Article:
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The Mitigating Factors That Helped Save Johnny Sexton's World Cup

By Colman Stanley Updated
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The long and drawn out trial of Johnny Sexton has finally finished, much to the relief of Leinster and Ireland, with the objectively lenient - and convenient - punishment of a three match ban, for "misconduct was confrontational, aggressive, and disrespectful of the match officials."

The decision and the documents from the hearing have brought with them further arguments and scrutiny, as fans and pundits pour over Disciplinary Committee's wordings..

Regardless of your opinion on the decision, the Committee's reasoning has been laid out clearly, with five mitigating factors halving a potential ban of six weeks, and quite possibly saving Sexton's and Ireland's World Cup.

The Mitigation That Saved Johnny Sexton

The first and most important mitigating factor was Johnny Sexton's admission of guilt, and telling the Committee that he did use expletives towards the match referees.


While, this admission could have potentially backfired, it went in his favour as you can read below:

His early admission of Misconduct, without which there would be no proof of any of the words he used in Incident 1. His candour went some way towards establishing the extent of the Misconduct against him. That said, we found against him on Incident 2.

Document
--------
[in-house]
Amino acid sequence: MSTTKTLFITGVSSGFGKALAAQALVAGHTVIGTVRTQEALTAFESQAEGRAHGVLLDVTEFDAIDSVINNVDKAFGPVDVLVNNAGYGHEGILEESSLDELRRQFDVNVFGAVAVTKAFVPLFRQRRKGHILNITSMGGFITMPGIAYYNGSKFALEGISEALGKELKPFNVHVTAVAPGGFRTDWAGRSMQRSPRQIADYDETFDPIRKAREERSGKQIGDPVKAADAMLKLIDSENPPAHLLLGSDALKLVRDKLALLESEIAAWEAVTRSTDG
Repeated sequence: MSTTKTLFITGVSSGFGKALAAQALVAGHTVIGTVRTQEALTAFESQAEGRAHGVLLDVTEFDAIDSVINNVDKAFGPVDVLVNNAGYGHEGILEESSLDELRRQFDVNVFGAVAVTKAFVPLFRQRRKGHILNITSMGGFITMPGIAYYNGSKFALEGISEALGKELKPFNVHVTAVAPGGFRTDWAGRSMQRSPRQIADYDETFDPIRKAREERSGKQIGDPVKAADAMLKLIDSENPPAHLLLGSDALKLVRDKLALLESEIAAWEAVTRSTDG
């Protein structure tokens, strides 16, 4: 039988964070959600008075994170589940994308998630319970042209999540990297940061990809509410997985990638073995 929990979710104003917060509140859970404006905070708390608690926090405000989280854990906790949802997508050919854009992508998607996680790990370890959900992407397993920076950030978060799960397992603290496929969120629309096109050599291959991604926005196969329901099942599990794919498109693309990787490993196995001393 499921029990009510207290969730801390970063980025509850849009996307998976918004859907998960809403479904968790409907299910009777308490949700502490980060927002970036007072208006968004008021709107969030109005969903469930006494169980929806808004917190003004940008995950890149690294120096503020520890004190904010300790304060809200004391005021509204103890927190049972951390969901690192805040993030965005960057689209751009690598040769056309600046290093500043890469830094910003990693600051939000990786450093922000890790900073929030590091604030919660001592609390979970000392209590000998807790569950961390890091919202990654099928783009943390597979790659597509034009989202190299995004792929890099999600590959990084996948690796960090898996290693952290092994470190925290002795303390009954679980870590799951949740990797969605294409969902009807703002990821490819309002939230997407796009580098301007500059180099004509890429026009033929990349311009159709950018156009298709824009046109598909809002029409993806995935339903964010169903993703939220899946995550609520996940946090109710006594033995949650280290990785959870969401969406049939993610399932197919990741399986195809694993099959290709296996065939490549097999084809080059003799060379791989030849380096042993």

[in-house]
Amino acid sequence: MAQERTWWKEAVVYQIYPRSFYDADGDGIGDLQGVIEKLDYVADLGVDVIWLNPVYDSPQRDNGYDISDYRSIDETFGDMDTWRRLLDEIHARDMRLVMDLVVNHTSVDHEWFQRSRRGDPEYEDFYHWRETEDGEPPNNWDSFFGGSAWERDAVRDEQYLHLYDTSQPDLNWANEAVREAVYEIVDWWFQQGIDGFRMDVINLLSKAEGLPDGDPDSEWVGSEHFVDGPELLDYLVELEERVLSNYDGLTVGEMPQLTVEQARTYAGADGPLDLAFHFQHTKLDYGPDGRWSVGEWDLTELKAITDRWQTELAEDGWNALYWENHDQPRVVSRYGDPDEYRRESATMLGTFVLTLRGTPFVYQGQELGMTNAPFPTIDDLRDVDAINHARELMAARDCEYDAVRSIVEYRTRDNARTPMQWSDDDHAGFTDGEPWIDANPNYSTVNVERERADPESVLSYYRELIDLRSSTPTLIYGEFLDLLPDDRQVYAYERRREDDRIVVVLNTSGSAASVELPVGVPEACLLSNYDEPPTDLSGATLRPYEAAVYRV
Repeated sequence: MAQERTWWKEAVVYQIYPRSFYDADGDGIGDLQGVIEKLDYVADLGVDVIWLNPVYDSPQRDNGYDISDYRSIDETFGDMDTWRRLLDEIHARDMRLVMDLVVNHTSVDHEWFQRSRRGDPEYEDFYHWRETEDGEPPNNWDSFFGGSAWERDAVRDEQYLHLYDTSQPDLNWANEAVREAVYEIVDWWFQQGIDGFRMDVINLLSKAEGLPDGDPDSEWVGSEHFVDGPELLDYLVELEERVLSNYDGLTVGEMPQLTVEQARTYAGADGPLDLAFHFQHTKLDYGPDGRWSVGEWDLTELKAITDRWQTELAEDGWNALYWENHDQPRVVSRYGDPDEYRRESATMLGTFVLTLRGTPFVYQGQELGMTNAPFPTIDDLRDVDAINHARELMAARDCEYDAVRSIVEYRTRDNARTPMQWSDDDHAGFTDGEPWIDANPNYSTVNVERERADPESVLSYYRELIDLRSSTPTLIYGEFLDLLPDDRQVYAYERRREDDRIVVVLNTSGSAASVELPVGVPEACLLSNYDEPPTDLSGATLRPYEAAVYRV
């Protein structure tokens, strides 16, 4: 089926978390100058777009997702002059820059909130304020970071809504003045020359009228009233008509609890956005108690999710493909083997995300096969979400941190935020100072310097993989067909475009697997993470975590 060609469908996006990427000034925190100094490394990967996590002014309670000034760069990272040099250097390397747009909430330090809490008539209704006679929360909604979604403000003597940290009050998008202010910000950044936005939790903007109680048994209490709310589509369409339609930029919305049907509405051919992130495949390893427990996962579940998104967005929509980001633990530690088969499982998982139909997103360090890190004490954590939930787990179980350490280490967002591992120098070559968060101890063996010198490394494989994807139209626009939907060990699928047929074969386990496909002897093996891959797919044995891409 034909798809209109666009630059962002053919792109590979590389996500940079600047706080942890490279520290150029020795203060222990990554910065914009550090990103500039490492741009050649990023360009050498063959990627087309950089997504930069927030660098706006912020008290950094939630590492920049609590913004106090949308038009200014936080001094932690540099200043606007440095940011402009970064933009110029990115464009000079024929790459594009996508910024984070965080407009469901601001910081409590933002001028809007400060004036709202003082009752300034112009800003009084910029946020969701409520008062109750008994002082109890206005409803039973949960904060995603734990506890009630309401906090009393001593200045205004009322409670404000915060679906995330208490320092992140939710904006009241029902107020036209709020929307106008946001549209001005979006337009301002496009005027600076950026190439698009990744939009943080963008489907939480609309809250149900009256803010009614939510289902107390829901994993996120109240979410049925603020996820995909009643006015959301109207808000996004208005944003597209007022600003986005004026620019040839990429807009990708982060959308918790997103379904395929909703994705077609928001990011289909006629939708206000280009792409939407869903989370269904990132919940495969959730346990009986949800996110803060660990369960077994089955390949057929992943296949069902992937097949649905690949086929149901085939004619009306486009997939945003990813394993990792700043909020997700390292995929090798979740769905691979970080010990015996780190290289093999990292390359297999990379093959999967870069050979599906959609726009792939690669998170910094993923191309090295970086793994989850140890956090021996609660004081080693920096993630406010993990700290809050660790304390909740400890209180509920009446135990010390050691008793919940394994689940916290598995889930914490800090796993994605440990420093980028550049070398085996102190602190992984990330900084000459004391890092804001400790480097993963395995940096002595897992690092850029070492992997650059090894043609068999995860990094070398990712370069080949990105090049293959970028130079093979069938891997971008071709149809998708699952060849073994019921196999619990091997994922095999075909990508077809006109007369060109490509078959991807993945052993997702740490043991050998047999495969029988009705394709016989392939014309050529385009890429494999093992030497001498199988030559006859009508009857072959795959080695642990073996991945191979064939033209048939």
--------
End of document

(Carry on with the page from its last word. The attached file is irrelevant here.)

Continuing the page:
Three of the other mitigating factors put forward are more common and easier to understand, and they acknowledge Sexton's 'excellent' disciplinary record, his show of 'genuine' remorse, and the character references that were put forward:


His disciplinary record is excellent.

We do accept he feels what is properly characterised as remorse and not self-
pity and that is it genuine.

The content of the character references to which we had appropriate regard.

READ HERE: Johnny Sexton Suspension Is Finally Confirmed, And World Cup Is In Play


Lastly, the third mitigating factor laid out in the report referred to a phone call between Sexton and Tony Spreadbury, the EPCR’s head of match officials.

Sexton was also accused of having words with Spreadbury after the match - although this was not one of the three incidents that he was under investigation for - and texted Spreadbury on May 22 to apologise for his actions, after which Spreadbury gave him a call.

Spreadbury believed that it was a personal apology for himself, but Sexton meant it as an apology for all of his conduct on the day of the Champions Cup final.


He apologised to TS. We accept JS was intending to and believed he had apologised for “his conduct on Saturday” which in his mind included what we have called Incident 1.

Until the hearing he had not apologised directly to any match official. Then it was done through his Counsel. Even if he was told not to contact them directly, he could still have found another route to apologise before now.

SEE ALSO: England Rugby Fans Furious Over Johnny Sexton Ban Due To Dylan Hartley Comparison

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